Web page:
Operation Rose Parade: USMC | RecordCourier.com

Operation Rose Parade: USMC

by Ron Walker

Doug Power, my formidable, neighbor is a retired Marine Corps sergeant major. I'm convinced, only the Joint Chiefs of Staff know more about the military than Doug does.

"In February of 2009, I decided it was time to take action on a life-long dream. I wanted to ride on a horse in the Rose Parade in Pasadena, California," Doug tells me. I was stationed at the Marine Corps Mountain Warfare Training Center, up on Sonora Pass back then. First thing I did, was call a friend in Barstow, who was in charge of the Marine Mounted Color guard. He tells me the name of the person who does the selecting of equestrian units for the parade," Doug says. A beachhead is established.

"I call the guy, and he listens very patiently. He says his dad was in the Marine Corps in WW II, and he just passed away. Further, he said he was quite sure we could be in the parade. But, we would have to send still pictures, a video, and truck and trailer measurement, plus have the info in by March 31st. They even sent a representative to see us in the Bridgeport, 4th of July parade," Doug says. "Operation Rose Parade" moves into pre-invasion mode.

"Tony Parkhurst is in charge of the horsemanship program, and mule packing course. Tony and I confer. We select Marines, four horses, and six mules for the trip. A video is taken of the group in full combat regalia, and sent to Rose Parade Association. Not wanting to breach military procedures, a request is sent to Marine Corps Headquarters for approval.

Tony and Doug explain the project to their Commanding Officer. "Sir, this is a once in a life time opportunity," etc., and their Colonel says, "go for it." President Obama couldn't ask for better cooperation.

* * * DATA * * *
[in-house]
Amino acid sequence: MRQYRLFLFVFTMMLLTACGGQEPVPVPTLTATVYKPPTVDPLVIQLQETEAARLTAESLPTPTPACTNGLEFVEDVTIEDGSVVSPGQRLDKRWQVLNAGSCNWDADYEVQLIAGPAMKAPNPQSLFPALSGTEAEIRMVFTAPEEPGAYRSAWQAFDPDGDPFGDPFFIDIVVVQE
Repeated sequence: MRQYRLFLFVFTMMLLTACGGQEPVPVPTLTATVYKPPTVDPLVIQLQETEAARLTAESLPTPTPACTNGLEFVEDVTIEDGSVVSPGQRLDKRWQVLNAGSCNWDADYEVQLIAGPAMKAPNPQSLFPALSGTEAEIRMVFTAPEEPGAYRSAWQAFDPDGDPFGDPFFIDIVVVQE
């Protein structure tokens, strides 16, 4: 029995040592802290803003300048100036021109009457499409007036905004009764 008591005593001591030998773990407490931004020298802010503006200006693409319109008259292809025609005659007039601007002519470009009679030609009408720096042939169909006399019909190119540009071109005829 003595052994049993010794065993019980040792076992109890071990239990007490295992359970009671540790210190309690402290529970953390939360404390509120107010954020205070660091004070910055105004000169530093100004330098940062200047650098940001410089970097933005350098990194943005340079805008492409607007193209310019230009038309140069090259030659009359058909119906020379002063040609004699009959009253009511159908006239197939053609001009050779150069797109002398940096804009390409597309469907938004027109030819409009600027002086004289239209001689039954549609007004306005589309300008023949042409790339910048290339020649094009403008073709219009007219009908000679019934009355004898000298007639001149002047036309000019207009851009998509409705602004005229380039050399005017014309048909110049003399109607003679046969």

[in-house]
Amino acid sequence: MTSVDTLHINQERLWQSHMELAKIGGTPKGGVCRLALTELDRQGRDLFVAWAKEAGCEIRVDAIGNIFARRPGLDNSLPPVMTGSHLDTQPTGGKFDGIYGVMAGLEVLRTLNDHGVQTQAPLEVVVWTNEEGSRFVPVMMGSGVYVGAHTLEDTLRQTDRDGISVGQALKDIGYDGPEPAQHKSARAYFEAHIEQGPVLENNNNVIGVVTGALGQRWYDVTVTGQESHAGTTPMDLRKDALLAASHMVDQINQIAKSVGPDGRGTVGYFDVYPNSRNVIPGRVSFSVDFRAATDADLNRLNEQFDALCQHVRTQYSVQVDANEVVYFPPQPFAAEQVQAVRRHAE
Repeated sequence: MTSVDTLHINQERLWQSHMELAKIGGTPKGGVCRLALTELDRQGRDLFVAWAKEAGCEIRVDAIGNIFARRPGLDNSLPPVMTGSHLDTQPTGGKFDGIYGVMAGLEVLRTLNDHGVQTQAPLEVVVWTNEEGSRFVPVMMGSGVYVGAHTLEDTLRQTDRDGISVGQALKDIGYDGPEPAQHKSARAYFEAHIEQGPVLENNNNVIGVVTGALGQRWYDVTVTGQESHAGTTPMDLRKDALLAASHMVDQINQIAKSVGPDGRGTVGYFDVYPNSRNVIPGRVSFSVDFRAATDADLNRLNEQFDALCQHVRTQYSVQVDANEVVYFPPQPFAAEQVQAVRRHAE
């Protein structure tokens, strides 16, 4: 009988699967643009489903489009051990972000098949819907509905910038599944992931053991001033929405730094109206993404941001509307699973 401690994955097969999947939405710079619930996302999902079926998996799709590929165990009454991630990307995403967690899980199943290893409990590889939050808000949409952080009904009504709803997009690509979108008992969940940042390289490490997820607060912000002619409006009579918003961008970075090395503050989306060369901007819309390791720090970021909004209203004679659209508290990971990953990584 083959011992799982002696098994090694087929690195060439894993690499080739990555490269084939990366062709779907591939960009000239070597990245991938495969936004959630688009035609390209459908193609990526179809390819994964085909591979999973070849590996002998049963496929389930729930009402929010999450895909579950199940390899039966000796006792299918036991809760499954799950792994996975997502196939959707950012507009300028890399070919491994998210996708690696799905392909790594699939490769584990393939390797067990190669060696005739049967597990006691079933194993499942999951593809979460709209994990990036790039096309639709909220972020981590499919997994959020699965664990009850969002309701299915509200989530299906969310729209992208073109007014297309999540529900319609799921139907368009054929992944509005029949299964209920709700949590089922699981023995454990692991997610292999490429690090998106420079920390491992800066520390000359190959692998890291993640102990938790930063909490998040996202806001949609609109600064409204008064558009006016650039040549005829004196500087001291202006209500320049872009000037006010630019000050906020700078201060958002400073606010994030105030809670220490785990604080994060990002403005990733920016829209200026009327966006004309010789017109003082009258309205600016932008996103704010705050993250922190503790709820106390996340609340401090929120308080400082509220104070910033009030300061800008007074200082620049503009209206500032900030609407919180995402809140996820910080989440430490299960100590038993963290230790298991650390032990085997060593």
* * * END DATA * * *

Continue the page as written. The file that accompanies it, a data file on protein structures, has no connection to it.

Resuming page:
In September, the Colonel, Tony, and Doug drive to Pasadena and are briefed on what to expect. Now it's time "to get the show on the road."

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"I brief everyone on the base. I tell them we'll be riding the horses and mules for 3 or 4 hours, a day, every day, through November and December. I ask them to make noise, jump up and down, open windows, and slam doors. I even get the fire department to follow us with their sirens wailing, and horns honking. I want to simulate crowd noise, marching band ruckus, and the floats," Doug says. (If I had rehearsed my dancers that hard, I'd either be in jail, or a big name on Broadway!)

Dec. 30 approval from Marine Headquarters arrives, and off they go. In Pasadena, horses are boarded, and the Marines sleep on cots at the Marine Corps Reserve Center(for total accuracy, I'm not so sure about the Colonel sleeping on a cot).

It's New Year's Eve. At 7 p.m., the freeway is shut down. Only equestrian units are allowed. "We're shown to where we park for the night. We tie up the stock to the side of the trailer. The Rose Parade Committee has coffee, hot chocolate and snacks for us. We bed down on the shoulder of the freeway in sleeping bags. People walk by, and see us sleeping, and say how tough Marines are. It's a fine line between being tough, and stupid, because the Marine Corps Color Guard members are sleeping in their RV's," Doug says.

"At midnight, the bands arrive, and insist on tuning up. Fortunately we are unarmed. Helicopters with searchlights are flying everywhere. It's like a war zone. At 3 a.m., the Rose Parade volunteers sound reveille. At 5 a.m., we saddle up, load the mules with gear, put on our helmets, and follow a guy on a scooter to our position in the parade. First, the Marine Color Guard, then the Marine Corps Band, then us," he says.

"So you just sit on your horse from 5 a.m.-8 a.m.? " I ask Doug.

"That was tough, but at 8 a.m., when the band starts playing the Marines Hymn, and we start moving it's beyond belief. In seconds we're in front of huge bleachers on either side of us. People are cheering, wildly. It's like nothing I've ever seen before. We're nervous, the horses are nervous, but fortunately we all keep it together. For over 5 miles we ride, with the band in front of us. I served with the band leader in Iraq. The Marine Corps is a very small family," Doug says.

When the parade ends, the stock are loaded in the trailer. The Marines are given complimentary In-And Out burgers, and they're soon on their way back to the Base. Later, Doug receives a plaque from the Rose Parade Association.

"It's an experience I'll remember my entire life, and I'm glad you coerced me into telling this story, Ron," Doug says.

Hundreds of millions of people, in foreign countries saw the Rose Parade on television. It might be the only impression they will ever have, of who we are. I wonder at their reaction? It takes hundreds of volunteers, and many generous sponsors to pull off such a gigantic event. Well, I can't thank 'em all, but I sure can thank you, Doug.

Ron Walker lives in Smith Valley. He can be reached at walkover@smithnv.com.